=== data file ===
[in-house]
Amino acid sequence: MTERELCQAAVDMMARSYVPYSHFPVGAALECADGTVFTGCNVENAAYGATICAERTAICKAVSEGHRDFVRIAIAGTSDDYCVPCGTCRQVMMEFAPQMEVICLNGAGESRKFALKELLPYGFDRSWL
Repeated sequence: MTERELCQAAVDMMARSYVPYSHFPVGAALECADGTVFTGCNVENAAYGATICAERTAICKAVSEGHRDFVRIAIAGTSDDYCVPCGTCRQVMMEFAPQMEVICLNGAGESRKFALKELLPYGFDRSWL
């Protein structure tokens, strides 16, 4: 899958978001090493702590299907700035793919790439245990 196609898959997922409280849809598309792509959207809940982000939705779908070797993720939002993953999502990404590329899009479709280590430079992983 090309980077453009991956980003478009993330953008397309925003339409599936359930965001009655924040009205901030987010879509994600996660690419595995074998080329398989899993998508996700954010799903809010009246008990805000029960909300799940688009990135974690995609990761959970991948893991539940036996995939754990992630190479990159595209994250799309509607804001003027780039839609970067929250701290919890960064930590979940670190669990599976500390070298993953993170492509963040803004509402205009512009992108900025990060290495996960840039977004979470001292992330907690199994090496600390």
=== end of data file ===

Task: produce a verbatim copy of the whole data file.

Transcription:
[in-house]
Amino acid sequence: MTERELCQAAVDMMARSYVPYSHFPVGAALECADGTVFTGCNVENAAYGATICAERTAICKAVSEGHRDFVRIAIAGTSDDYCVPCGTCRQVMMEFAPQMEVICLNGAGESRKFALKELLPYGFDRSWL
Repeated sequence: MTERELCQAAVDMMARSYVPYSHFPVGAALECADGTVFTGCNVENAAYGATICAERTAICKAVSEGHRDFVRIAIAGTSDDYCVPCGTCRQVMMEFAPQMEVICLNGAGESRKFALKELLPYGFDRSWL
């Protein structure tokens, strides 16, 4: 899958978001090493702590299907700035793919790439245990 196609898959997922409280849809598309792509959207809940982000939705779908070797993720939002993953999502990404590329899009479709280590430079992983 090309980077453009991956980003478009993330953008397309925003339409599936359930965001009655924040009205901030987010879509994600996660690419595995074998080329398989899993998508996700954010799903809010009246008990805000029960909300799940688009990135974690995609990761959970991948893991539940036996995939754990992630190479990159595209994250799309509607804001003027780039839609970067929250701290919890960064930590979940670190669990599976500390070298993953993170492509963040803004509402205009512009992108900025990060290495996960840039977004979470001292992330907690199994090496600390």